Your pet on pot, or even CBD: Not a good thing, a vet toxicologist explains –

Posted Apr 22, 2019, 1:35 pm

My family and I were on vacation in Florida recently and took
advantage of a free afternoon to do some gift shopping for local
memorabilia – not your ordinary T-shirts and key chains. Our adventure
took us to St. Armand’s Key, part of Sarasota, and the many unique shops

While meandering between shops around the outdoor circle, my
daughter, 14, was often quick to ask the locals, “Can I pet your dog?”
She was missing her dog, Belle, who was being boarded back home and
thought it would be a good idea to get her something too.

In our efforts to find Belle a gift, we stumbled upon the most unlikely of shops – a store that proudly advertised CBD (cannabidiol)
for you and your pets. CBD is a chemical derived from the cannabis
plant, but it does not contain THC, the chemical in pot that makes
people high. Nonetheless, CBD appears to be the molecule of the moment
after the Food and Drug Administration approved a drug in June 2018 that contains a CBD derivative to treat some forms of epilepsy.

Now, in all honesty, I was quite hesitant to make my way in, but
there were quite a few dogs and their owners entering and exiting with
various products – not all appearing to be CBD-related. So, I looked at
my wife and said, “Why not?”

As a board-certified toxicologist
at a major veterinary diagnostic laboratory, I have had experience
working with a broad spectrum of poisoning incidents in all types of
animals, including our companions. Recently, our lab has seen an
increase in the number of positive tests for marijuana in dogs, many of
whom may have accidentally ingested edible forms of marijuana. The
American Society for the Prevention of Cruelty to Animals has reported a
more than 700 percent increase in calls related to marijuana to its poison center in 2019.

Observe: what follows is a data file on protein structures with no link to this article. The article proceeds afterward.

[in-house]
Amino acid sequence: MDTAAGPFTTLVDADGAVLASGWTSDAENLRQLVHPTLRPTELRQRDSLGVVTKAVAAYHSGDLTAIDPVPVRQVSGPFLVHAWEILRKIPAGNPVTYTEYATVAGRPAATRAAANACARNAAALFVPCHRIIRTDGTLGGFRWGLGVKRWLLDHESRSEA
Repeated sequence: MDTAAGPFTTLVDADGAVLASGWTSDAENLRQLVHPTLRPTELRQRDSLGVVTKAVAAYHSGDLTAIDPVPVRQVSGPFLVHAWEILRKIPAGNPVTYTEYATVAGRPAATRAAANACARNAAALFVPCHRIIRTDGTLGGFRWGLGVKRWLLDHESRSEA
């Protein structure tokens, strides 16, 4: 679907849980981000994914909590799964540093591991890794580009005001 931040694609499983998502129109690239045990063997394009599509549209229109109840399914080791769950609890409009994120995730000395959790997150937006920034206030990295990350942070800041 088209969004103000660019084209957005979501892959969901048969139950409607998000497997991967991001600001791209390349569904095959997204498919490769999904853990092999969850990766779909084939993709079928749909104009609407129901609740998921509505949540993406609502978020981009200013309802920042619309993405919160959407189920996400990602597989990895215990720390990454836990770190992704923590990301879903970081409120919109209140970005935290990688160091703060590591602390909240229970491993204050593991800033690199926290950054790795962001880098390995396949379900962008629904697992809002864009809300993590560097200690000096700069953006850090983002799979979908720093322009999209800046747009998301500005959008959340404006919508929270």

As a dad and as a toxicologist, I welcomed the idea of answering my
daughter’s questions about CBD and other chemicals in marijuana that are
making their way to our pets. But, of course, I had to start with
providing her with some context.

‘Why would people give it to their pets?’

Several items caught my daughter’s attention and, of course, she
chuckled with amusement. In that moment, though, she began to ask some
great questions: “What is CBD and hemp, and why would people give it to
their pets?”

I first reminded her of the most recent election. In 2018, we saw the
number of states that legalized marijuana for medical and recreational
use expand to 33,
including our home state, Michigan. Because of this legalization, there
was also a marked expansion in the quantity and types of
marijuana-related products available to people and pets, including hemp
and CBD oils and pet treats.

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So, what is the difference and significance of these products? Marijuana – also known as Cannabis sativa
– is comprised of somewhere between 66 and 113 different cannabinoid
compounds. Of these, recreational use of marijuana is sought after for
the psychotropic “high” produced by delta-9-tetrahydrocannabinol,
or THC. Humans either smoke marijuana or convert it into butters or
oils for baked products – most notable of these are the often joked
about “brownies” – or other edibles such as candy, or they may use the
oil itself.

These edible formulations are more problematic for our household
companion animals as these are more likely to contain higher
concentrations of THC. And, they often include other ingredients that
may independently cause harm to your pet such as chocolate, sugar and xylitol, a sugar substitute.

We have received cases at the veterinary diagnostic laboratory in
which animals have been either inadvertently or intentionally exposed to
marijuana products.

THC is known to be toxic to dogs. According to the Merck Veterinary Manual, common signs of marijuana toxicosis